GSP: Critical to the United States and Developing Countries
The U.S. Generalized System of Preferences (GSP) is a program designed to promote economic growth in the developing world by providing preferential duty-free entry for about 4,800 products from 131 designated beneficiary countries and territories. GSP was instituted on January 1, 1976 by the Trade Act of 1974. Unless extended by Congress, GSP will expire on December 31, 2009.
GSP Creates American Jobs and Keeps U.S. Companies Competitive
• GSP imports support U.S. jobs. Direct and indirect jobs associated with moving aggregate GSP imports from the docks to farmers, manufacturers and ultimately to retail shelves totaled nearly 82,000 in 2005.
• GSP keeps U.S. companies competitive. Especially in today's economy, any program that saves U.S. farmers, manufacturers, retailers and other importers money - even pennies - can be highly attractive. GSP alone saved U.S. importers nearly $850 million in duties in 2008.
• GSP imports are critical to U.S. producers of manufactured goods. In 2005, three quarters of U.S. imports using GSP were raw materials, parts and components, or machinery and equipment used by U.S. companies to manufacture goods in the United States for domestic consumption or for export. Electrical equipment and parts, and transportation vehicle parts are significant imports under GSP.
• GSP helps American families on a budget. GSP duty free imports mean lower prices for consumer goods. Finished consumer goods typically sold by retailers accounted for 25 percent of GSP imports in 2005. Jewelry sold at lower price points was the most significant item.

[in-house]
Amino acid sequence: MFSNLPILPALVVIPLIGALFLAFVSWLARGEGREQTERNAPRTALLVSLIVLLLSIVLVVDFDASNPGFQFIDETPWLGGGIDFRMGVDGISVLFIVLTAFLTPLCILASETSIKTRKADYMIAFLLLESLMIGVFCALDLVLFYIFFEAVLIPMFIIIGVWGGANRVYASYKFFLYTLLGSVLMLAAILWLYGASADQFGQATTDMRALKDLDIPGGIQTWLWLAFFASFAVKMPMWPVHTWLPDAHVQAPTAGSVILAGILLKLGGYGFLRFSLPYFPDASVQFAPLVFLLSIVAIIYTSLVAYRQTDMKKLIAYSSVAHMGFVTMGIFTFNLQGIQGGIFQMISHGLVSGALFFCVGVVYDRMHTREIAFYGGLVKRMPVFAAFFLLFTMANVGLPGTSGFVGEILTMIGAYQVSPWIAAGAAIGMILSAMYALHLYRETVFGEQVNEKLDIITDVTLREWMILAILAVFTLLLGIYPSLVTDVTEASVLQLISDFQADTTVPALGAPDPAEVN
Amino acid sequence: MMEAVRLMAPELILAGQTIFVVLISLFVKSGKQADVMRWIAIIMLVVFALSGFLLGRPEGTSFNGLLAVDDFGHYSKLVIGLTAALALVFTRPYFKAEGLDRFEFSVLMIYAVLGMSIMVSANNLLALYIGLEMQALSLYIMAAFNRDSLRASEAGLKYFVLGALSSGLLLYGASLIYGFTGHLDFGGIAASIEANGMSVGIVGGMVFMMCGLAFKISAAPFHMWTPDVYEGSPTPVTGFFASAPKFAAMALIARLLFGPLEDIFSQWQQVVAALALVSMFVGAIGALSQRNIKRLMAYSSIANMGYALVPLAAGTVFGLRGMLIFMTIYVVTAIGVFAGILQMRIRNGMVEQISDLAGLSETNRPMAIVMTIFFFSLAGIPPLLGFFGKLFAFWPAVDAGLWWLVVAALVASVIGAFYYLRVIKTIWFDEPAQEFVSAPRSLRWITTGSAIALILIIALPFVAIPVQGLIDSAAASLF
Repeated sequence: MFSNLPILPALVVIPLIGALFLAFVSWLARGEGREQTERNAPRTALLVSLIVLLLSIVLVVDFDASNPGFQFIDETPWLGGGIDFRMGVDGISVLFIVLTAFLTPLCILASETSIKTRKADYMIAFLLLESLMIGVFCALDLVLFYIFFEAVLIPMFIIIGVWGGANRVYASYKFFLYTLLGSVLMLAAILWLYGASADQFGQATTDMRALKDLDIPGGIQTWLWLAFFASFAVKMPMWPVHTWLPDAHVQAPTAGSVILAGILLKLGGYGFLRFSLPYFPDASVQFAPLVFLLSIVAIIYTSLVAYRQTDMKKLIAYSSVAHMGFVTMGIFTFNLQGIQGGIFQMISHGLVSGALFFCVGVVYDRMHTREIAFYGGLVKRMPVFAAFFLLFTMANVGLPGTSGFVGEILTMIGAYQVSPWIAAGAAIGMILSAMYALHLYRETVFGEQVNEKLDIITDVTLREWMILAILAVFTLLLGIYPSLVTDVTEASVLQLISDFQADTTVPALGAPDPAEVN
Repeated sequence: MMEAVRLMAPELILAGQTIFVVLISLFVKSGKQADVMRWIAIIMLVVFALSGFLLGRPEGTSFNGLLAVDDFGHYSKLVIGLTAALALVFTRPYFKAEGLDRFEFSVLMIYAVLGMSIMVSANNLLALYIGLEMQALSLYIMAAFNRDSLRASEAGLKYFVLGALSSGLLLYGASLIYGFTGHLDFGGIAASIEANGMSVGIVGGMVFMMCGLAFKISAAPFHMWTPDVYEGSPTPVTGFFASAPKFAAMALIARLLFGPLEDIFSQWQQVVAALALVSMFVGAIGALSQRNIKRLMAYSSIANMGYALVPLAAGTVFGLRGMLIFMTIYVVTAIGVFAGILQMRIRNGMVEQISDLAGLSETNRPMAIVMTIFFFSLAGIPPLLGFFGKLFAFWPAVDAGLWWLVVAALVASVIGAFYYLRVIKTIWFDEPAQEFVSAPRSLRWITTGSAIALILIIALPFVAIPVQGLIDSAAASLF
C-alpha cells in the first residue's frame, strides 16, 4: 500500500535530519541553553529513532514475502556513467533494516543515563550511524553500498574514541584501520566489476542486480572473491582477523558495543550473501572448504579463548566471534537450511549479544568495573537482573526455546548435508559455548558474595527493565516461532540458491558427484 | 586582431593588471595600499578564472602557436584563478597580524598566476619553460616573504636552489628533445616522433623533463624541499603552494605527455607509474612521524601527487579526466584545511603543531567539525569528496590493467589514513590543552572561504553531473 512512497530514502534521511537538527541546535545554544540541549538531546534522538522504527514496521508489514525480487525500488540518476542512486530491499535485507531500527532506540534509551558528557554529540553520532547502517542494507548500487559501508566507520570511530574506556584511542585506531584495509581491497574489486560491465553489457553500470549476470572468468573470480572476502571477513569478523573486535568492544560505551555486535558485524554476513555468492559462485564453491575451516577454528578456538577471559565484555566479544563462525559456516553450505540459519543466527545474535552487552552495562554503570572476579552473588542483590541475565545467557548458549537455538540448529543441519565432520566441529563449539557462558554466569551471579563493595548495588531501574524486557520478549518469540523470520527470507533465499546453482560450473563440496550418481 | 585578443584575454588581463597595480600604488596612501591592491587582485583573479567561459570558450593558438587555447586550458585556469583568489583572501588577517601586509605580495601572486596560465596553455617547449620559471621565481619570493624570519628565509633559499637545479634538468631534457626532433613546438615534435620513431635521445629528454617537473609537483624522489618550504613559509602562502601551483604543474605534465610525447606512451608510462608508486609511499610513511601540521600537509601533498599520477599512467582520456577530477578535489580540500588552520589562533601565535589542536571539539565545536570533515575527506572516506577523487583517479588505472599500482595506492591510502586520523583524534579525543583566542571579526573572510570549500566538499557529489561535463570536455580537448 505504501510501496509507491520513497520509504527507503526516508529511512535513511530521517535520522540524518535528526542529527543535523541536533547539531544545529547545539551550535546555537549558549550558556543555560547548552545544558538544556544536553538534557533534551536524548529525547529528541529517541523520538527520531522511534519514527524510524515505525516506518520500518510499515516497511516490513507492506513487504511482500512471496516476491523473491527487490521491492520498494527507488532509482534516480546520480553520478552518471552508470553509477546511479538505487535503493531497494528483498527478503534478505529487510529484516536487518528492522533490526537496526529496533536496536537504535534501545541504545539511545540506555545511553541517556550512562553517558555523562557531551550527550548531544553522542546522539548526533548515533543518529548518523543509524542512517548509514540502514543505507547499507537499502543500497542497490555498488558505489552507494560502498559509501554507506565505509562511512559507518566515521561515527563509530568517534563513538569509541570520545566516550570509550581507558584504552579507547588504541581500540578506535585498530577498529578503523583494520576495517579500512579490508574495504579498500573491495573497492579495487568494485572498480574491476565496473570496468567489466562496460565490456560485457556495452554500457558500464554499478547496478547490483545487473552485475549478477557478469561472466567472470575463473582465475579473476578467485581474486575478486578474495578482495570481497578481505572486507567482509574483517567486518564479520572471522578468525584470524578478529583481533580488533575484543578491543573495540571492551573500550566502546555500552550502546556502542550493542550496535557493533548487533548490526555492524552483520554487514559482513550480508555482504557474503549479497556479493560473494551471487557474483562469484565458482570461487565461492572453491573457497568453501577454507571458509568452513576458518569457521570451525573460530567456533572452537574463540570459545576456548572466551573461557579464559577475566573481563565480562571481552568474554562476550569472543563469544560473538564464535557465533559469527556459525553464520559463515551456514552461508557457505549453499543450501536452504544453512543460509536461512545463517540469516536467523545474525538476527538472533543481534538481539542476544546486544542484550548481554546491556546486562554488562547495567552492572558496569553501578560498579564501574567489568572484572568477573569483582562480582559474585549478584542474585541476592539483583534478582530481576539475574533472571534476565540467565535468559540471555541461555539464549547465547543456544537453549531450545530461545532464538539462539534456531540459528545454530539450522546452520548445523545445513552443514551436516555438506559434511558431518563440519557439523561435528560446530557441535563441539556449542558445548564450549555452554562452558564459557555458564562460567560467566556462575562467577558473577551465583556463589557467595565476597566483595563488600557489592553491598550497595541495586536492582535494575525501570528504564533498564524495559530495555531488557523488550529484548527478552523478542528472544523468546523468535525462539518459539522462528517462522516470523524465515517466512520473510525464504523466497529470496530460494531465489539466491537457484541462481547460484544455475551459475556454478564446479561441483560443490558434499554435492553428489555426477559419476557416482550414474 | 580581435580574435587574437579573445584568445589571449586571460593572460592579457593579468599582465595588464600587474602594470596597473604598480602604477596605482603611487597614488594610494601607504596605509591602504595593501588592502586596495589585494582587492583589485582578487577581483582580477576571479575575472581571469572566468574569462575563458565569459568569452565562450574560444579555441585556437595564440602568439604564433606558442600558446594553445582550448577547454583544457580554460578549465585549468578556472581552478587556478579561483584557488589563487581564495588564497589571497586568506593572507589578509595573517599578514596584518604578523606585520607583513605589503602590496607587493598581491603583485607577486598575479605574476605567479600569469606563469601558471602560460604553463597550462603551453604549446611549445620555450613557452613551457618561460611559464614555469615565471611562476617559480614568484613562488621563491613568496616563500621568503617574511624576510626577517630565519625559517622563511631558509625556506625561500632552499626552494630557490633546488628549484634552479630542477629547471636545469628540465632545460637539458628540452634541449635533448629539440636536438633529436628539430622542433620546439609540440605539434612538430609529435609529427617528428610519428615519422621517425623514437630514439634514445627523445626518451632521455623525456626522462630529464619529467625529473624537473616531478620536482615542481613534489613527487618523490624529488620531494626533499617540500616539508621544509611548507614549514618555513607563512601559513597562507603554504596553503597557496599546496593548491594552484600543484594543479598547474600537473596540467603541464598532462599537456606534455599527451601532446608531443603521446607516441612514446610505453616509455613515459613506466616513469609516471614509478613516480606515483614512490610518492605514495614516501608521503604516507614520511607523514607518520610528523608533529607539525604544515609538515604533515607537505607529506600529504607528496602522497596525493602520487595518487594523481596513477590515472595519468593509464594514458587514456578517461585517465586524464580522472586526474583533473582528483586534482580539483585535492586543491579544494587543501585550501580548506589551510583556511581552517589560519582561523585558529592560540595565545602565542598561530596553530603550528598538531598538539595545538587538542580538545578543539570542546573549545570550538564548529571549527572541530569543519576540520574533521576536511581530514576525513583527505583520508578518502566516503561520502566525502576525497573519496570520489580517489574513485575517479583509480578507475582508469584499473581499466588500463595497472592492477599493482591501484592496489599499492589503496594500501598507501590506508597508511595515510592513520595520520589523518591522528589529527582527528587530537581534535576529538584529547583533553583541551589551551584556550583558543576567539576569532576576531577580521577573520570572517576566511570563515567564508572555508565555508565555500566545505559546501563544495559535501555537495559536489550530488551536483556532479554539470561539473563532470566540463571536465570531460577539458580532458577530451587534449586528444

• GSP helps small businesses compete. GSP is particularly important to U.S. small businesses, many of which rely on the program's duty savings to compete with much larger companies.
GSP Has Helped the World's Poorest Countries for Over Three Decades
• Today, more than two-thirds of all countries participate in GSP. The GSP program currently benefits 131 developing countries. The basic program provides duty free entry for about 3,400 products from these countries. In 1996, Congress created an additional category of beneficiaries - least developed beneficiary countries - helping the poorest of the poor. The GSP program provides duty free entry for about 4,800 products from 44 currently eligible least developed beneficiary countries.
• GSP helps developing countries compete against China. GSP imports in 2008 were $31.6 billion. For many beneficiary countries, preference programs allow them to compete in the U.S. market against China, which is not a beneficiary of U.S. preference programs.
• GSP helps a diverse group of developing countries. For 2008, the top five GSP (non-oil exporting) countries were India, Thailand, Brazil, Indonesia, and South Africa. The top three least developed (non-oil exporting) countries were Bangladesh, Zambia, and Ethiopia. GSP imports from Zambia, Bhutan, Lesotho and Afghanistan grew significantly in 2008.
• GSP accounts for a large share of developing country exports. While the share that a developing country's GSP exports comprise of its total exports varies by country, the percentages can be quite high. For example: Paraguay (76 percent of total exports to the U.S.), Georgia (62 percent), Lebanon (49 percent), Macedonia (47 percent), Fiji (44 percent), Serbia (42 percent), Armenia (39 percent), Somalia and Malawi (36 percent), Tunisia, Argentina, and the West Bank (each 24 percent), Tokelau Islands and Zambia (each 22 percent), and Sao Tome and Principe, Uruguay, Turkey, and Kazakhstan (each 20 percent).
• GSP benefits women and the rural poor. Although coverage of textile and apparel products is limited, GSP covers a number of handmade folkloric products. These products are usually produced by women and the poorest, often rural, residents of supplying countries. The United States has entered into agreements providing for certification and GSP eligibility of handmade, folkloric products with 15 countries: Afghanistan, Argentina, Botswana, Cambodia, Colombia, Egypt, Jordan, Mongolia, Nepal, Pakistan, Paraguay, Thailand, Tunisia, Turkey, and Uruguay.